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Publication numberUS8015450 B1
Publication typeGrant
Application numberUS 12/411,755
Publication dateSep 6, 2011
Priority dateMar 26, 2009
Fee statusPaid
Publication number12411755, 411755, US 8015450 B1, US 8015450B1, US-B1-8015450, US8015450 B1, US8015450B1
InventorsShaun Cooley, Keith Newstadt
Original AssigneeSymantec Corporation
Export CitationBiBTeX, EndNote, RefMan
External Links: USPTO, USPTO Assignment, Espacenet
Systems and methods for detecting and automatically installing missing software components
US 8015450 B1
Abstract
Computer-implemented methods and systems for detecting and automatically installing missing software components are disclosed. In one example, an exemplary method for performing such a task may comprise: 1) detecting a failed attempt by a process to load a shared object, 2) identifying the shared object requested in the failed attempt, 3) automatically obtaining the shared object from a network-accessible storage device, 4) installing the shared object on the computing device, and then 5) successfully loading the shared object.
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Claims(16)
1. A computer-implemented method for detecting and automatically installing missing software components, at least a portion of the method being performed by a computing device comprising at least one processor, the method comprising:
detecting a failed attempt by a process to load a shared object;
identifying the shared object requested in the failed attempt;
automatically obtaining the shared object from a network-accessible storage device at least in part by:
determining that the shared object is not identified within a local cache object that identifies prior unsuccessful attempts to obtain shared objects;
upon determining that the shared object is not identified within the local cache object, transmitting a request for the shared object to the network-accessible storage device, the request comprising metadata that identifies the shared object;
receiving the shared object from the network-accessible storage device;
installing the shared object on the computing device;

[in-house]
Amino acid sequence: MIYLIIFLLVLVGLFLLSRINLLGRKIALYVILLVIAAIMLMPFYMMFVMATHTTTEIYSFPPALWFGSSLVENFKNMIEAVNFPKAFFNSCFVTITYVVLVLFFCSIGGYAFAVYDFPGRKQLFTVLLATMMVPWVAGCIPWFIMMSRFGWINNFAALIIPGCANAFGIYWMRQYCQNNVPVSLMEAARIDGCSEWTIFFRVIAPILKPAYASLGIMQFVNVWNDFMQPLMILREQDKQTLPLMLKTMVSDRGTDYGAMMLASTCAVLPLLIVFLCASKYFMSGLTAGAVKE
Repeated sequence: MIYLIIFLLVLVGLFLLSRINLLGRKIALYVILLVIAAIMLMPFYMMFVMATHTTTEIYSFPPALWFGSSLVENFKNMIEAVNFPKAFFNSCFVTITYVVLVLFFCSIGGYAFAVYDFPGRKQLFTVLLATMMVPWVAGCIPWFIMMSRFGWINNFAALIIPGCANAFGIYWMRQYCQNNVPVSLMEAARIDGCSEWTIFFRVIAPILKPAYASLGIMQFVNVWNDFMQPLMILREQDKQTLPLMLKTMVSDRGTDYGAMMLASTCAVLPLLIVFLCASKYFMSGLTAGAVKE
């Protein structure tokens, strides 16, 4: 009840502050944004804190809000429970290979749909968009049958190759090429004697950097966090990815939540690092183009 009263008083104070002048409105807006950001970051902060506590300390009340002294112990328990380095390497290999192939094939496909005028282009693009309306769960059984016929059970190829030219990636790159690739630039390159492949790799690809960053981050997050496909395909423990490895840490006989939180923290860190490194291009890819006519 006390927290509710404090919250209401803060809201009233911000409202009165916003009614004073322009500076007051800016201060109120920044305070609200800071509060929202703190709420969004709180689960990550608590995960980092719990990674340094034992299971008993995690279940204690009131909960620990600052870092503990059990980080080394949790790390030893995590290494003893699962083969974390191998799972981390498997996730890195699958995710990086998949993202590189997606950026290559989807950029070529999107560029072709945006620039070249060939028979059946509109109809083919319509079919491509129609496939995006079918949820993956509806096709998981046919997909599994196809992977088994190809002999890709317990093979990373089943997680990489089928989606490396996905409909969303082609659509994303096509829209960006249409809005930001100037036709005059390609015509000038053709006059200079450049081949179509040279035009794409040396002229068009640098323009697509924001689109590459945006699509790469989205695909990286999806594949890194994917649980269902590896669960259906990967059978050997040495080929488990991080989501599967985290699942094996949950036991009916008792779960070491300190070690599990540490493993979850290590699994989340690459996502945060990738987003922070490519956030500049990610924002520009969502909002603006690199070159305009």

successfully loading the shared object.
2. The method of claim 1, further comprising, upon detecting the failed attempt to load the shared object, suspending the process.
3. The method of claim 2, further comprising, upon successfully loading the shared object, returning control to the process.
4. The method of claim 1, wherein detecting the failed attempt to load the shared object comprises detecting the failed attempt using at least one of:
a kernel-mode driver;
a user-mode driver.
5. The method of claim 1, wherein identifying the shared object comprises identifying the shared object based on at least one of:
the shared object's name;
version information associated with the shared object;
an interface identifier associated with the shared object;
an object identifier associated with the shared object;
at least one import address table entry associated with the shared object;
a digital signature associated with the shared object.
6. The method of claim 1, wherein automatically obtaining the shared object from the network-accessible storage device comprises automatically obtaining an installation package for the shared object from the network-accessible storage device.
7. The method of claim 1, wherein installing the shared object on the computing device comprises:
storing the shared object on the computing device;
executing an installation package for the shared object.
8. The method of claim 1, wherein the shared object comprises a dynamically-linked library.
9. The method of claim 8, wherein the dynamically-linked library comprises one of:
a side-by-side DLL;
a COM DLL;
a standard DLL.
10. A system for detecting and automatically installing missing software components, the system comprising:
a detection module programmed to detect a failed attempt by a process to load a shared object;
an identification module programmed to identify the shared object requested in the failed attempt;
a local cache object that identifies prior unsuccessful attempts to obtain shared objects;
an installation module programmed to:
automatically obtain the shared object from a network-accessible storage device at least in part by:
determining that the shared object is not identified within the local cache object;
upon determining that the shared object is not identified within the local cache object, transmitting a request for the shared object to the network-accessible storage device, the request comprising metadata that identifies the shared object;
receiving the shared object from the network-accessible storage device;
install the shared object on the computing device;
successfully load the shared object;
at least one processor configured to execute at least one of the detection module, the identification module, and the installation module.
11. The system of claim 10, wherein the detection module is further programmed to suspend the process upon detecting the failed attempt to load the shared object.
12. The system of claim 11, wherein the installation module is further programmed to return control to the process upon successfully loading the shared object.